John Glenn’s successful Friendship 7 launch portrayed the role of African American women in the brilliant film, ‘Hidden Figures’. It premiered on Dec., 26 2015 and its box office has reached 127.5 million United States dollars.
Based on the book “Hidden Figures: The Untold Story of the African American Women Who Helped Win the Space Race” by author Morgot Lee Shetterly, director Theodore Melfi presented the strong work of the African American women mathematicians who made a huge impact on the advancement of the US space program, NASA, in the beginning of its time. The era of this nonfiction film took place in the early 1960s when the NASA’s demand of calculations were crucial. As a result, they began to hire african american women to meet necessary mathematical skills.
Taraji P. Hensen plays a mathematical genius Katherine G. Johnson who is employed as the ‘computer’ for several of NASA’s missions. Her accurate calculations are critical to the mission success. During the time of segregation and sexism, an African American woman working in a room of all white businessmen was unheard of. Hensen beautifully represents the extreme measures of her role.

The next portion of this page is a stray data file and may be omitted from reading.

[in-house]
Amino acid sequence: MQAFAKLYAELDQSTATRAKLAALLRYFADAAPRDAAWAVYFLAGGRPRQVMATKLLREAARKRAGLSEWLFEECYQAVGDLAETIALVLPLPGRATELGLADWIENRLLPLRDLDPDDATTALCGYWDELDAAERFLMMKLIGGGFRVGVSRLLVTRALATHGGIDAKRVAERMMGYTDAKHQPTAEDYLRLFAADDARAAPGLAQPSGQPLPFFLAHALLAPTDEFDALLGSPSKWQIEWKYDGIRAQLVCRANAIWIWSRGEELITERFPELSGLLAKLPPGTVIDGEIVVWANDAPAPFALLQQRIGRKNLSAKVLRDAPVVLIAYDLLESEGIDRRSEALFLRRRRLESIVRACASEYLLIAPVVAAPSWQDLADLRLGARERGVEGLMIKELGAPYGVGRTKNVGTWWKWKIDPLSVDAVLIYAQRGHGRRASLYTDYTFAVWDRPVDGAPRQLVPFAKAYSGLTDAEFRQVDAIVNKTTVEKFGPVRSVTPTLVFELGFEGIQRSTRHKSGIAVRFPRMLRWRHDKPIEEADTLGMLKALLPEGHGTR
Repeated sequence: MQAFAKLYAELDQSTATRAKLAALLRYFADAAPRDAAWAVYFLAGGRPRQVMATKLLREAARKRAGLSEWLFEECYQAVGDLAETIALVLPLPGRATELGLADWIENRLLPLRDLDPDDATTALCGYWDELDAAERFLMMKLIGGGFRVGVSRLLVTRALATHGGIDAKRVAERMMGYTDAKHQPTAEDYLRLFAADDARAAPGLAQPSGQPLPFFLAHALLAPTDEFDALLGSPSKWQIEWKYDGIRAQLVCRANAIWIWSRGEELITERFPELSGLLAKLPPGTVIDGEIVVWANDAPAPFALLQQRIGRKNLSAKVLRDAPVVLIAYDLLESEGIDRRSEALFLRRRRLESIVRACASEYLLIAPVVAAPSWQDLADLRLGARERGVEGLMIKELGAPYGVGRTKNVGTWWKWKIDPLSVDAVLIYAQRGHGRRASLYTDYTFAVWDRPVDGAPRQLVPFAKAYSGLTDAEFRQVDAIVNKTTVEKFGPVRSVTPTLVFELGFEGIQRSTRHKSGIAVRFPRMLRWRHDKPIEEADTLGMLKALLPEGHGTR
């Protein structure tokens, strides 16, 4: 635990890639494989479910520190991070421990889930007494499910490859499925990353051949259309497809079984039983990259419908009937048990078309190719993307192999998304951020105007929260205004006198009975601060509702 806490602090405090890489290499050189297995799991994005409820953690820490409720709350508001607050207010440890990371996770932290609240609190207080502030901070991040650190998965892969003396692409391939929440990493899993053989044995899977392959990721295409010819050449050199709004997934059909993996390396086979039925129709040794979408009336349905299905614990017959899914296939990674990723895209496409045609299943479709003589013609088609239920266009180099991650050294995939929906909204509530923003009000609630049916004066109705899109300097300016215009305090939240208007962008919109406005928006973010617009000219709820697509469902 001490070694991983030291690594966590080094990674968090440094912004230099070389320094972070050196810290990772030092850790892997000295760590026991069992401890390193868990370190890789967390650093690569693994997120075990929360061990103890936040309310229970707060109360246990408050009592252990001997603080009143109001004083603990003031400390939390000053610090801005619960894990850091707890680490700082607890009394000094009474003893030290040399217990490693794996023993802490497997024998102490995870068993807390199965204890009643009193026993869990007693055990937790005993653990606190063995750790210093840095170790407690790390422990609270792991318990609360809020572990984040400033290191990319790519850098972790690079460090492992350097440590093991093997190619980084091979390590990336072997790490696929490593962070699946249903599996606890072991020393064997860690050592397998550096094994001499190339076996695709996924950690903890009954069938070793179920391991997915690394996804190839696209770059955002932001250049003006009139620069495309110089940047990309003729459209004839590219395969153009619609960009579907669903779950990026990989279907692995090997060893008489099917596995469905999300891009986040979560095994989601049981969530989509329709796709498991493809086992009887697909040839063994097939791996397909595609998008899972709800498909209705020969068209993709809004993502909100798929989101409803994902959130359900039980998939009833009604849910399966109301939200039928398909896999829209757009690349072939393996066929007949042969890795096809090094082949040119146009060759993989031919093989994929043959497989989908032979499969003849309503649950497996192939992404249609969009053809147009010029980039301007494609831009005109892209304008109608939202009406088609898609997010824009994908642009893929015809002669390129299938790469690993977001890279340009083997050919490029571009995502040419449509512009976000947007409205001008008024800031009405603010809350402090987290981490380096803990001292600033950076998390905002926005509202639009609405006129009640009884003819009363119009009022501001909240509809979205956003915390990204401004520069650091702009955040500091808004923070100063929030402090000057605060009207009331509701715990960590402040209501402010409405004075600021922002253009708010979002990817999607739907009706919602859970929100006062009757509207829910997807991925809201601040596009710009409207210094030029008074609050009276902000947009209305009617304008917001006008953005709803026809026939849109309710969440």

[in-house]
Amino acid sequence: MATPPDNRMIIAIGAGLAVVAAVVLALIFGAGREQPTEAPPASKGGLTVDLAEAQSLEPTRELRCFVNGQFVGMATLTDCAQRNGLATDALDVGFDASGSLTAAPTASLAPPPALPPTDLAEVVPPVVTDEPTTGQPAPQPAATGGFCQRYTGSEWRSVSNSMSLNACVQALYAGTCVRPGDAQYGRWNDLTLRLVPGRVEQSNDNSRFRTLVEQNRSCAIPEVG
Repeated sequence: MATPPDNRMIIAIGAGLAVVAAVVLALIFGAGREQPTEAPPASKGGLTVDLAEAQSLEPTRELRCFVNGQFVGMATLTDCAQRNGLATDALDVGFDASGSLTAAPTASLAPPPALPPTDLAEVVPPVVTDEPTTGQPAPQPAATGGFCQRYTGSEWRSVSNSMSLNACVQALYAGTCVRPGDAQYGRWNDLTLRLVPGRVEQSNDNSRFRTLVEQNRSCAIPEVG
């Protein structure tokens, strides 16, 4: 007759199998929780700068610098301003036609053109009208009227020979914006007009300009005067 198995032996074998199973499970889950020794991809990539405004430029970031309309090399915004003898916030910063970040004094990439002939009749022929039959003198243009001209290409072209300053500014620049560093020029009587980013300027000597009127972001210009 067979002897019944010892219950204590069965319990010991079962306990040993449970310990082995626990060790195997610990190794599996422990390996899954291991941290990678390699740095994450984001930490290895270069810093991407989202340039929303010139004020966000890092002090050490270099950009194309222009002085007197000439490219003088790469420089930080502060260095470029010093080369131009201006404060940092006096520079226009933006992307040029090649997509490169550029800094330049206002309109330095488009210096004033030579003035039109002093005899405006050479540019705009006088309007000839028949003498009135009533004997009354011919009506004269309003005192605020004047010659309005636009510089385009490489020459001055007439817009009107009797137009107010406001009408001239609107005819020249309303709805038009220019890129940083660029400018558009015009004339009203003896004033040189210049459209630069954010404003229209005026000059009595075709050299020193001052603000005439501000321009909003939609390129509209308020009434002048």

Octavia Spencer played Dorothy Vaughan, a brilliant African American mathematician who helped startup the calculator that could solve necessary calculations. She was the head of the West Wing Computers at NASA, where all the colored women were placed. In the film she shows the lack of rights colored women attained in comparison to the white women and men.
The third main character of the biographical movie is Janelle Monáe who plays Mary Jackson, an overly intelligent engineer. At the time of the movie, becoming an engineer was a very difficult task as there were many university classes to take and complete. There were very few schools who offered the required classes near her, and to make things even more difficult, the schools were ‘all white’. However, Jackson would not stop. She earned a court order for special permission into the all-white school. While providing for her kids in a demanding full time job in NASA, Jackson completed her requirements by taking night classes. She became the first african american female engineer in NASA.
The film consists of several more talented actors and actresses. It reveals the truth about the reality of who legitimately made the ‘Friendship 7’ mission possible. In the credits, Melfi had the liberty to supply pictures commemorating the brave women who effected America’s success so greatly and gave us an idea of what the past was like for African American women.